We then need to look at cortisol and thyroid function. So cortisol is a hormone that is produced by the adrenal glands, and it can have an effect on thyroid function. So if you’ve got elevated levels of cortisol, which we see regularly with chronic stress or adrenal dysfunction, it can lead to decreased levels of TSH, or it can lead to altered conversion of T4 to the active T3 form that we need.
And this can result in reduced thyroid hormone production and function. So even though we’re talking about cortisol, which is a hormone secreted by the adrenal glands. Actually, we’re getting a lot of thyroid function issues coming from that. We then also have this process of feedback regulation, so there’s this feedback [00:06:00] relationship between the adrenal and the thyroid glands.
So thyroid hormones, specifically T3, can influence the sensitivity and how the adrenal glands will respond to ACTH and cortisol. So if we don’t have enough thyroid hormone levels, which we see in people with hypothyroidism or Hashimoto’s, that can lead to reduced adrenal responsiveness and altered cortisol production.
So commonly people with thyroid conditions also have adrenal issues. And of course, the adrenal and the thyroid, we get very shared symptoms so they can manifest with similar symptoms such as fatigue, weight changes, mood disturbances, disrupted sleep patterns, and it’s not uncommon for individuals who have a thyroid disorder to also have an adrenal disorder and vice versa. So addressing both thyroid and adrenal health is absolutely necessary if we are going to look at optimal hormonal balance and optimal overall wellbeing. So let’s dig a little bit deeper into the brain’s role in all of this, because we’ve seen it’s very interlinked with these, with these two axes. So the hypothalamus and the pituitary particularly, are involved in the HPT and HPA axis, and these areas communicate with the thyroid, they communicate with the adrenal glands all through a series of hormonal signals. So let’s dig into the brain.
So the hypothalamus, it is a, a very small part of the brain, but also a very crucial part of the brain, and it’s located below the thalamus. It’s at the base of the brain and it plays a very vital role in maintaining homeostasis. So regulating various physiological processes in the body, and it also links the nervous system to the endocrine system. So the endocrine system, hormones, this is your thyroid and adrenals, both part of the endocrine system.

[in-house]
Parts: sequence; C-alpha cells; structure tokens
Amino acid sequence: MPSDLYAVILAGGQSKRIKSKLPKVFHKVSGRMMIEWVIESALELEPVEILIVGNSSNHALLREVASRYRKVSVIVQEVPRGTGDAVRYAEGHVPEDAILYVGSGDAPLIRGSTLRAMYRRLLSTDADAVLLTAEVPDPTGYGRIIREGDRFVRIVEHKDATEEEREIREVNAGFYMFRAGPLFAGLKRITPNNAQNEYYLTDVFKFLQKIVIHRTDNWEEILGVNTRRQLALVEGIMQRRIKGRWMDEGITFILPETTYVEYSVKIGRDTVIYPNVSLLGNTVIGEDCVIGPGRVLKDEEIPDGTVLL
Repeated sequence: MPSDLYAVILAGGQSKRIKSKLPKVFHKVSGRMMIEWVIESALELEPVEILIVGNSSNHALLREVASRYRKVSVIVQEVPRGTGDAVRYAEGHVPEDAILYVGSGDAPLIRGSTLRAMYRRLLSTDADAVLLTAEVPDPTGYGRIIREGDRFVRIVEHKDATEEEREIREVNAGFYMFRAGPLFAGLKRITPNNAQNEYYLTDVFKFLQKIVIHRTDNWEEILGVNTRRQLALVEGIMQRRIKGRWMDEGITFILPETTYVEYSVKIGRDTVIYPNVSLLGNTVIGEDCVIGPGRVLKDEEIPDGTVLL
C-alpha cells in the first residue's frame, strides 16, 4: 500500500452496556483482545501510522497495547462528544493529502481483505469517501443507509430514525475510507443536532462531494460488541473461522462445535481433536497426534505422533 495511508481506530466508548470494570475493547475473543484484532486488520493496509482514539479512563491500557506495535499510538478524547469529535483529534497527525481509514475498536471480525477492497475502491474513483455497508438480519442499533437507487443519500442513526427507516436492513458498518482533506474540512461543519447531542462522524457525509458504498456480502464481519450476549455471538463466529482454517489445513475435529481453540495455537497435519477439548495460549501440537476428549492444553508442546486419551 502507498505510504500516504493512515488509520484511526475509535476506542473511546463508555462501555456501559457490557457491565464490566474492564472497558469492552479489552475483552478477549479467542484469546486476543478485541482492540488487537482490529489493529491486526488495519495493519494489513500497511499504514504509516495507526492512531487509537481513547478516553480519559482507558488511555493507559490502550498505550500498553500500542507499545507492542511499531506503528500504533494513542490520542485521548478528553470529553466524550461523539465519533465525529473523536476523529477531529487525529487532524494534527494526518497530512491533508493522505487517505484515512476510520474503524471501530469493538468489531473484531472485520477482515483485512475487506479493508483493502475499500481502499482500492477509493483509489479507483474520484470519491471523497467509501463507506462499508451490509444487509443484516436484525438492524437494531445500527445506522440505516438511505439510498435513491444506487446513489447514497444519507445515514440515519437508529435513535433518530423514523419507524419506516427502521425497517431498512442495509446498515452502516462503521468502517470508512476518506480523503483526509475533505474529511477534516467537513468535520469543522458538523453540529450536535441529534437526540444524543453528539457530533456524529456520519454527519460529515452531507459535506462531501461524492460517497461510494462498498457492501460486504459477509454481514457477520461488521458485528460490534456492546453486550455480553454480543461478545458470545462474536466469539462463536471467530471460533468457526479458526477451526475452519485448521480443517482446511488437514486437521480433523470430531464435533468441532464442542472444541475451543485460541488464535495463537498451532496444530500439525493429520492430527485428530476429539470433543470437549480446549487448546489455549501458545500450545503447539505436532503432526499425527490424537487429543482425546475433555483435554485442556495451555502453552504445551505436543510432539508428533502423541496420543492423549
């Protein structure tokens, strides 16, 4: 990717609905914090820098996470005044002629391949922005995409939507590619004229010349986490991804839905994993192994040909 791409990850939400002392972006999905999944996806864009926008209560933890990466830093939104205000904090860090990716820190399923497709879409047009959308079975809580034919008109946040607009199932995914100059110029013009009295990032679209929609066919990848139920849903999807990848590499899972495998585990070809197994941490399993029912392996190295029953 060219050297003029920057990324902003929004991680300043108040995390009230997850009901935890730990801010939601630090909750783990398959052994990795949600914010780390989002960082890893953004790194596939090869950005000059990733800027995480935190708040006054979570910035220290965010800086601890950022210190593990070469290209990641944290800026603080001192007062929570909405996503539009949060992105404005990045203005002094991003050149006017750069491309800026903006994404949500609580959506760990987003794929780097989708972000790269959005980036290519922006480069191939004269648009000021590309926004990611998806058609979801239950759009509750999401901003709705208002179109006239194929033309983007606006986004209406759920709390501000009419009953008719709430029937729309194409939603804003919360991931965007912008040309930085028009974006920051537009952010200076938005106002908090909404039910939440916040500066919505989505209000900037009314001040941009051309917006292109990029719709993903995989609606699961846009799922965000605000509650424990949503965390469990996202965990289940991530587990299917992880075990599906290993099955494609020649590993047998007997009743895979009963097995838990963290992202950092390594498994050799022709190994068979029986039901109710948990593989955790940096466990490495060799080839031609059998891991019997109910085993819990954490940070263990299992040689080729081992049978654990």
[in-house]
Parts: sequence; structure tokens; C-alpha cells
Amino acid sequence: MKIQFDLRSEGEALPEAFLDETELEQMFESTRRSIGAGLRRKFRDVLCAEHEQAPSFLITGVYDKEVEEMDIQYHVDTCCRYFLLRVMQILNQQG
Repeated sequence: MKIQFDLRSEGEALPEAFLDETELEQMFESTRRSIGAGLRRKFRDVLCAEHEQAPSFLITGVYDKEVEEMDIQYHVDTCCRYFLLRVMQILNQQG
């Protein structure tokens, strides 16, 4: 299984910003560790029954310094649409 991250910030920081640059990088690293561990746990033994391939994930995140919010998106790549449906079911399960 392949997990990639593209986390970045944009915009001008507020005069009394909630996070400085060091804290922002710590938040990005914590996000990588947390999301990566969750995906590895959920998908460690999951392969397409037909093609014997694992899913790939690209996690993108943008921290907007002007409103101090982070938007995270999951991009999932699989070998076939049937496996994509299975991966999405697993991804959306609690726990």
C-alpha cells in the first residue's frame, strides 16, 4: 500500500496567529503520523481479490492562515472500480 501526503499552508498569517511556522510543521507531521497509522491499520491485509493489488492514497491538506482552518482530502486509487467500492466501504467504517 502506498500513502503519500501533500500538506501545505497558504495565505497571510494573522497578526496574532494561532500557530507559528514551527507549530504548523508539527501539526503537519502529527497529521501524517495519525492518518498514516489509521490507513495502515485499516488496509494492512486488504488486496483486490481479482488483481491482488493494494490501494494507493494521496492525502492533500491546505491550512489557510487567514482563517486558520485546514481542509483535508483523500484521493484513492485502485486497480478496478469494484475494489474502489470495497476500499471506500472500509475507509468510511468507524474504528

So let’s look at some of the key functions of the hypothalamus. We’re talking about things like regulation of body temperature, so the hypothalamus can help to regulate body temperature by monitoring internal and external temperature changes, it will then [00:08:00] initiate the appropriate response and will help maintain a stable core body temperature.
Now, we know people who have adrenal issues and thyroid issues often have problem with this regulation of body temperature. It also controls hunger. So the hypothalamus contain specialised regions that monitor the nutrient and the energy levels in the body. It regulates appetite, feeding behaviours, and responds to all these hormonal signals and coordinates the release of the hunger hormones.
So again, nutrients, energy. This is all symptoms and things that we see in thyroid and adrenal cases. We then have to look at the sleep wake cycle regulations. So the hypothalamus plays a role in regulating our circadian rhythm. It receives input from the eyes regarding light exposure and helps to synchronise the body’s internal clock.
So it’s influencing those sleep patterns and the release of those sleep related hormones. And then we have to look at the autonomic nervous system regulation. So the hypothalamus helps to control the autonomic nervous system, and this regulates any of the involuntary functions within the body, so anything such as heart rate, blood pressure, digestion, your respiratory rate, anything that you don’t need to think about, anything that happens automatically in the body is regulated by this autonomic nervous system.
Which is partially controlled by the hypothalamus, also controls both the sympathetic and the parasympathetic branches of the autonomic nervous system helping to maintain that balance. We know that movement between the sympathetic and parasympathetic branches of the autonomic nervous system are what moves us between the rest and digest state and the fight and flight state. So again, we’re involving the adrenals in this.
The hypothalamus is also produces and releases several hormones that control the release of hormones from the pituitary gland, so these hypothalamic releasing hormones. And also the hypothalamic inhibiting hormones help to regulate various hormones that are involved in growth, reproduction, stress, [00:10:00] water balance, all of these things, all things again, which are impacted by thyroid and adrenals.